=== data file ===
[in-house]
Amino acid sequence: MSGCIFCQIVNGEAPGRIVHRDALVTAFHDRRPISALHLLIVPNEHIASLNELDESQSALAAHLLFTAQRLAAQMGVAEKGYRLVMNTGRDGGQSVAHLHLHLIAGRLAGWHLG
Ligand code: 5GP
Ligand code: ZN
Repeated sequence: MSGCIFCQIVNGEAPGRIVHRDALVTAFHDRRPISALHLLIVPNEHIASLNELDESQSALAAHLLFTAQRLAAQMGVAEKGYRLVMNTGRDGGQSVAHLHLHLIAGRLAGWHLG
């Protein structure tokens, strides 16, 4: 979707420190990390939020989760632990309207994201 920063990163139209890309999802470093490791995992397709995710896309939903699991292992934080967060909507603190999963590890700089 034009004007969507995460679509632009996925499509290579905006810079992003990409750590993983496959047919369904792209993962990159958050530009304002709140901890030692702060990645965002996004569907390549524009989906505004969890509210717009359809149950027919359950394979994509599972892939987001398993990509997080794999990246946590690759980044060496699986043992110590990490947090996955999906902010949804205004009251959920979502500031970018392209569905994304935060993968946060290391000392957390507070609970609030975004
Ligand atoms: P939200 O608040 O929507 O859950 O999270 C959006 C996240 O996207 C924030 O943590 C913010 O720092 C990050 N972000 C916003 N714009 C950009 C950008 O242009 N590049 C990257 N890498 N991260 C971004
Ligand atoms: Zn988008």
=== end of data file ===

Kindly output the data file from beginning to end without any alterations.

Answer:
[in-house]
Amino acid sequence: MSGCIFCQIVNGEAPGRIVHRDALVTAFHDRRPISALHLLIVPNEHIASLNELDESQSALAAHLLFTAQRLAAQMGVAEKGYRLVMNTGRDGGQSVAHLHLHLIAGRLAGWHLG
Ligand code: 5GP
Ligand code: ZN
Repeated sequence: MSGCIFCQIVNGEAPGRIVHRDALVTAFHDRRPISALHLLIVPNEHIASLNELDESQSALAAHLLFTAQRLAAQMGVAEKGYRLVMNTGRDGGQSVAHLHLHLIAGRLAGWHLG
């Protein structure tokens, strides 16, 4: 979707420190990390939020989760632990309207994201 920063990163139209890309999802470093490791995992397709995710896309939903699991292992934080967060909507603190999963590890700089 034009004007969507995460679509632009996925499509290579905006810079992003990409750590993983496959047919369904792209993962990159958050530009304002709140901890030692702060990645965002996004569907390549524009989906505004969890509210717009359809149950027919359950394979994509599972892939987001398993990509997080794999990246946590690759980044060496699986043992110590990490947090996955999906902010949804205004009251959920979502500031970018392209569905994304935060993968946060290391000392957390507070609970609030975004
Ligand atoms: P939200 O608040 O929507 O859950 O999270 C959006 C996240 O996207 C924030 O943590 C913010 O720092 C990050 N972000 C916003 N714009 C950009 C950008 O242009 N590049 C990257 N890498 N991260 C971004
Ligand atoms: Zn988008």